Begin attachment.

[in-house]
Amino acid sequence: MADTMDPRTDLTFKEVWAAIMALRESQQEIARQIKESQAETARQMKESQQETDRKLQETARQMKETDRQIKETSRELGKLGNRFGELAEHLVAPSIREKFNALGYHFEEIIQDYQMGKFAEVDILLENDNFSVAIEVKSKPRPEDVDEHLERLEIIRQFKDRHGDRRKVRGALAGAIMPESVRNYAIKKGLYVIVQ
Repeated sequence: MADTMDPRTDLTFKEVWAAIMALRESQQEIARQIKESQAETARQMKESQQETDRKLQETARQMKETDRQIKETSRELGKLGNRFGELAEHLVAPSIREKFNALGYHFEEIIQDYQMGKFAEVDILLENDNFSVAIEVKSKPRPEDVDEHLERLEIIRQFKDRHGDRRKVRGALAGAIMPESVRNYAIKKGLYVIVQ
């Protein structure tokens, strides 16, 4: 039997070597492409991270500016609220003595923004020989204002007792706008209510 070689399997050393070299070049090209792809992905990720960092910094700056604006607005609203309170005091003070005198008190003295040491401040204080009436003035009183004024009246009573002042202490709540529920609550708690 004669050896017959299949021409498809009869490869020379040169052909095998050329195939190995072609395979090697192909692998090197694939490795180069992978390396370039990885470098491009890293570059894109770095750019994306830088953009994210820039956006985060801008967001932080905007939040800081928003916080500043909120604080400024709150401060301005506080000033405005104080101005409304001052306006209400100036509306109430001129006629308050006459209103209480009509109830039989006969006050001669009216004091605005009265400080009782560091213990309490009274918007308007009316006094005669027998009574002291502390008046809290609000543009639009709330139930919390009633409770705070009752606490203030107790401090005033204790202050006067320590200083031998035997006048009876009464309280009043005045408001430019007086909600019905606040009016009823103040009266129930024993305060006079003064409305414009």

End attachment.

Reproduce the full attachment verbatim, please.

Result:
[in-house]
Amino acid sequence: MADTMDPRTDLTFKEVWAAIMALRESQQEIARQIKESQAETARQMKESQQETDRKLQETARQMKETDRQIKETSRELGKLGNRFGELAEHLVAPSIREKFNALGYHFEEIIQDYQMGKFAEVDILLENDNFSVAIEVKSKPRPEDVDEHLERLEIIRQFKDRHGDRRKVRGALAGAIMPESVRNYAIKKGLYVIVQ
Repeated sequence: MADTMDPRTDLTFKEVWAAIMALRESQQEIARQIKESQAETARQMKESQQETDRKLQETARQMKETDRQIKETSRELGKLGNRFGELAEHLVAPSIREKFNALGYHFEEIIQDYQMGKFAEVDILLENDNFSVAIEVKSKPRPEDVDEHLERLEIIRQFKDRHGDRRKVRGALAGAIMPESVRNYAIKKGLYVIVQ
């Protein structure tokens, strides 16, 4: 039997070597492409991270500016609220003595923004020989204002007792706008209510 070689399997050393070299070049090209792809992905990720960092910094700056604006607005609203309170005091003070005198008190003295040491401040204080009436003035009183004024009246009573002042202490709540529920609550708690 004669050896017959299949021409498809009869490869020379040169052909095998050329195939190995072609395979090697192909692998090197694939490795180069992978390396370039990885470098491009890293570059894109770095750019994306830088953009994210820039956006985060801008967001932080905007939040800081928003916080500043909120604080400024709150401060301005506080000033405005104080101005409304001052306006209400100036509306109430001129006629308050006459209103209480009509109830039989006969006050001669009216004091605005009265400080009782560091213990309490009274918007308007009316006094005669027998009574002291502390008046809290609000543009639009709330139930919390009633409770705070009752606490203030107790401090005033204790202050006067320590200083031998035997006048009876009464309280009043005045408001430019007086909600019905606040009016009823103040009266129930024993305060006079003064409305414009």